The re-election of the DPP from 2016 saw a similar iteration of this diplomatic approach, or ‘steadfast diplomacy’. Tsai’s assertion that Taiwan would abstain from a “meaningless contest of dollar diplomacy with China” indicated a recognition that it could not compete with China’s economic prowess – prompting it to seek alternative means of influence. Described as "unwavering” and “firm in purpose”, the Tsai administration’s foreign policy aimed to deepen cooperation with countries based on common values, to uphold freedom and democracy, and generate mutual benefits. However, Taiwan suffered diplomatic blows when Solomon Islands and Kiribati switched diplomatic ties only days apart in 2019. The Tsai administration’s New Southbound Policy (NSP) looked southward for partners in economic cooperation, people-to-people links, and resource sharing. Under the NSP, two-way trade and exchange with ASEAN and South Asian partners skyrocketed, cushioning the effects of reduced Chinese trade. Notably, the Pacific Islands are absent in Tsai’s NSP.


Looking ahead

As the first party to secure a consecutive third term in Taiwan’s history, the DPP can only speculate China’s next move – either way guaranteed to influence the direction of Taiwan-Pacific relations. Thus, Taiwan must proactively reassess and modify its Pacific strategy in the face of increasing diplomatic isolation.


Taiwan’s journey from an impoverished island post-World War II to its current status as a vibrant democracy with strong industry and high environmental, social and governance standards positions it as a valuable partner for meaningful engagement with the Pacific. Taiwan can offer a wealth of experience and wisdom to Pacific development, rooted in its value-based, human-centric soft power approach. This offers an attractive alternative to China’s preference for state-centred foreign policy, yet Taiwan has struggled to competitively carve out a name for itself.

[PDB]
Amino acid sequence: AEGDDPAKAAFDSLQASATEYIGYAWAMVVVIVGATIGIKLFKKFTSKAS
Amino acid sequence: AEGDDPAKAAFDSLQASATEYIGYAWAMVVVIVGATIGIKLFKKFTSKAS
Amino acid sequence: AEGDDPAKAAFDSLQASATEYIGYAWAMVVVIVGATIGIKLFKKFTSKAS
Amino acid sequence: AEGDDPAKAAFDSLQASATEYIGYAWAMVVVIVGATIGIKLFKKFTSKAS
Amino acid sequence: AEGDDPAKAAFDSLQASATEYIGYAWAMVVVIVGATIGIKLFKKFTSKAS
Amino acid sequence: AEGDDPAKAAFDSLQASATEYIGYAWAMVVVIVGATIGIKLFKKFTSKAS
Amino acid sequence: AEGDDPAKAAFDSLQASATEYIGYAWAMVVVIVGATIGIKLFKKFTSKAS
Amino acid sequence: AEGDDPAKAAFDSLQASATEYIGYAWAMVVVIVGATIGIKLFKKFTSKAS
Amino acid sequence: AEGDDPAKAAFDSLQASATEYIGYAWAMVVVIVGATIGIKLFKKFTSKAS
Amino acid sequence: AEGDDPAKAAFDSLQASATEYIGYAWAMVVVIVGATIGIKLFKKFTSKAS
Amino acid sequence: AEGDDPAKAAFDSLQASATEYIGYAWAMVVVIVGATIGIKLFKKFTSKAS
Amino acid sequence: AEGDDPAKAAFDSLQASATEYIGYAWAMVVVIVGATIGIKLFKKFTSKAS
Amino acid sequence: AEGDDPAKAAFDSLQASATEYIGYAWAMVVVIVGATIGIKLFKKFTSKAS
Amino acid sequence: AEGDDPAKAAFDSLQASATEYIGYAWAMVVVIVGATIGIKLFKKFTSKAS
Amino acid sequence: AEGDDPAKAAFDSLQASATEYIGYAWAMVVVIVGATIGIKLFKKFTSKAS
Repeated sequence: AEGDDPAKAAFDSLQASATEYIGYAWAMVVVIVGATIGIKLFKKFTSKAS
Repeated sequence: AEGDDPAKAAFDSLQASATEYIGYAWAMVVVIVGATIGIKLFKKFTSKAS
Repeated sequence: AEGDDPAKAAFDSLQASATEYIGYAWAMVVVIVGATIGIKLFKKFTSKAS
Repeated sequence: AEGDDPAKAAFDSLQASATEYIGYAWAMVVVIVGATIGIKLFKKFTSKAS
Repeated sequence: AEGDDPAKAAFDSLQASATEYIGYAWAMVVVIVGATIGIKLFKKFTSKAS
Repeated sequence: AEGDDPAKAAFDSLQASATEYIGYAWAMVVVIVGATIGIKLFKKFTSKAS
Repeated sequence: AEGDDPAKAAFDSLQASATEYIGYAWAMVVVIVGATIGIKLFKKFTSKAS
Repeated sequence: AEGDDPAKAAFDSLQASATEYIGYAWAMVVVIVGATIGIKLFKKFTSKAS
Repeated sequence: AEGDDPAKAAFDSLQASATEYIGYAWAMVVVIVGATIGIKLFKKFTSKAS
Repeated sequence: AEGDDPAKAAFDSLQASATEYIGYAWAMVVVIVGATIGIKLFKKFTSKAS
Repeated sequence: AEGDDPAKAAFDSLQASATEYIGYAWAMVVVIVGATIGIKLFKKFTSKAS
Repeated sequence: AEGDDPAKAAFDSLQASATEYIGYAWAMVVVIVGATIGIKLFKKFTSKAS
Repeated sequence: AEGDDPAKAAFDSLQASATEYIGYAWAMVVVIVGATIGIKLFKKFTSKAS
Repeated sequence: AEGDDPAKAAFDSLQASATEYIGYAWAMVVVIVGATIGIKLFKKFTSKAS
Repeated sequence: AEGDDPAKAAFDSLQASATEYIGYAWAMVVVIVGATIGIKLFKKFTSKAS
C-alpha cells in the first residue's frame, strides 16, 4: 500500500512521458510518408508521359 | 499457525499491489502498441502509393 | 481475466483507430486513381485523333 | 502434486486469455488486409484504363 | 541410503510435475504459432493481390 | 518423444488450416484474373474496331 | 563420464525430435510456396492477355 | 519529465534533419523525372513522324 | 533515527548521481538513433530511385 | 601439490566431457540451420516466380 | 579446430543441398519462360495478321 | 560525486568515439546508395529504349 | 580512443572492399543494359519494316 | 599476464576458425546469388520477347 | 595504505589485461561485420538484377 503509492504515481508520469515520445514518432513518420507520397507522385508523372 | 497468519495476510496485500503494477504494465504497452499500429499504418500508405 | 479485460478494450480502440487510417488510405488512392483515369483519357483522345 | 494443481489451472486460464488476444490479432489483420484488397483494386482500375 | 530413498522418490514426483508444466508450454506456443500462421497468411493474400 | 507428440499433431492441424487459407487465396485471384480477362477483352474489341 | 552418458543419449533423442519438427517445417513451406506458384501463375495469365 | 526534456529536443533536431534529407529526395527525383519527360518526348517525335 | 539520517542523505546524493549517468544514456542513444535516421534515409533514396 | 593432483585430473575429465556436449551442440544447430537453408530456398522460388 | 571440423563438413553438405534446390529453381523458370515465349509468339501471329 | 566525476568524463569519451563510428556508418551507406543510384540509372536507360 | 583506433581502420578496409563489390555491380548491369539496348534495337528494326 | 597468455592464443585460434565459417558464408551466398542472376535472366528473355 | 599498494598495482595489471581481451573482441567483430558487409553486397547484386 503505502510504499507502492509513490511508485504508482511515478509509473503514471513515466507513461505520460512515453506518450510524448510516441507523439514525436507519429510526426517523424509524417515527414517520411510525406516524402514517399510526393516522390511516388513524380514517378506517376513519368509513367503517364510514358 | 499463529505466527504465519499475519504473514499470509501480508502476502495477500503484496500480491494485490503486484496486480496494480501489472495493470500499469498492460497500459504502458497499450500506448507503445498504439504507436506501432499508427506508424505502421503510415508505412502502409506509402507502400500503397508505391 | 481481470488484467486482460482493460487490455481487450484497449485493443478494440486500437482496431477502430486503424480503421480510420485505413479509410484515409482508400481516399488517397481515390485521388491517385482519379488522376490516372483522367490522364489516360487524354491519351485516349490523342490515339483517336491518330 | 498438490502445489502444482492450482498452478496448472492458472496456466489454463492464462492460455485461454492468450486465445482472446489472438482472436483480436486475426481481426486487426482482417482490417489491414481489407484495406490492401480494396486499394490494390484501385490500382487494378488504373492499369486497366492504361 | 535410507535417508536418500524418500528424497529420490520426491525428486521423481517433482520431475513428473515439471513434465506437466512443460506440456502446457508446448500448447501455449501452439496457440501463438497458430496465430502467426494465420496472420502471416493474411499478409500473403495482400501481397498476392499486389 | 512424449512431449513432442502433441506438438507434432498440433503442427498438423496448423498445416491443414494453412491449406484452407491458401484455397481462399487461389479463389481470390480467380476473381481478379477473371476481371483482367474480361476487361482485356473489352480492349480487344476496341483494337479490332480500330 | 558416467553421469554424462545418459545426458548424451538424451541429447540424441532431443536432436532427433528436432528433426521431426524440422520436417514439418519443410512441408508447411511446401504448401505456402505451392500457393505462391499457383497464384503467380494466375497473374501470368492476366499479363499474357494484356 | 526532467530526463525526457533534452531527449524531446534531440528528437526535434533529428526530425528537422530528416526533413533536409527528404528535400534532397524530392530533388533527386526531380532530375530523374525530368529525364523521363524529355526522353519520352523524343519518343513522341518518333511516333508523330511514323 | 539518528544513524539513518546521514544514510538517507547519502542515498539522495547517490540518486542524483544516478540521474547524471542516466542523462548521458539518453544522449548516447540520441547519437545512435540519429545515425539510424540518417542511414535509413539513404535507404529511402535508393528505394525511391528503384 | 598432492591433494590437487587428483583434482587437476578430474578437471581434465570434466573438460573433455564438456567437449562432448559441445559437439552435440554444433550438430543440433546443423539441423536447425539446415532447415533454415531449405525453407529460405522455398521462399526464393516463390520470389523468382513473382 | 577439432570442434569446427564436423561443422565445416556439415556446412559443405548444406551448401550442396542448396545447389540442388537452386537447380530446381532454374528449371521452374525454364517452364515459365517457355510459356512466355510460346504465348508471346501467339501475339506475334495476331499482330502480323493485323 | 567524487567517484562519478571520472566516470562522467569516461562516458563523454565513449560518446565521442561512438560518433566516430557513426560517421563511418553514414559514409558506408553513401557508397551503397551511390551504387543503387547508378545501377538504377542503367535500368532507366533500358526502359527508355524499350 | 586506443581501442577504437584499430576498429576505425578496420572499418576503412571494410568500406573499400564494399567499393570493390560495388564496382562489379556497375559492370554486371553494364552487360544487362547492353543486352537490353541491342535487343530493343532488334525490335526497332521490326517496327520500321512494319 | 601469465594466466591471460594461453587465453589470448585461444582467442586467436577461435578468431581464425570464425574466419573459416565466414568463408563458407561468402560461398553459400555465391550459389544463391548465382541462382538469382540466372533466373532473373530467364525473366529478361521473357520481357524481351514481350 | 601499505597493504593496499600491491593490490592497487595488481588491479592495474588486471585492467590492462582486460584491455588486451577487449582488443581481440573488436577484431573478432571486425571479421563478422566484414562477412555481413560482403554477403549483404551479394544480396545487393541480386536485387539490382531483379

Though the Pacific may not be as well-resourced as other NSP partner markets, building greater people-to-people links through indigenous diplomacy presents an opportunity for Taiwan. Many Pacific societies trace their linguistic and genealogical roots back to Taiwan, considered the origin of Austronesian languages. In 2019, Marshall Islands signed an agreement with the Taiwanese Council of Indigenous Peoples to increase Austronesian exchanges, focused on preserving indigenous knowledge, language, and customs. In 2021, Tsai revived the Austronesian Forum in Taipei, a multilateral platform with Pacific allies that had lay dormant for over a decade. Utilising indigeneity to cast political distinction from China is not a new page in Taiwan’s playbook; however, leveraging shared cultural heritage with the Pacific – if genuine and done properly – could significantly enhance Taiwan’s Pacific relations and, ultimately, its global standing.


Whether Lai will herald a new era of Taiwan-Pacific relations is yet to be seen, as the world waits for his inauguration speech in May to firmly establish his administration’s policy goals. What is sure, however, is that Taiwan cannot afford to neglect the Pacific Islands in its foreign policy strategy. This is key to keeping its last Pacific allies, including Marshall Islands, Palau, and Tuvalu by its side.


Lily Vu is a New Colombo Plan Scholar for Vietnam and Taiwan and completed her Bachelor of International Studies at RMIT University. She studied abroad at National Sun Yat-sen University in Kaohsiung and interned at Democratic Progressive Party’s international affairs division in Taipei.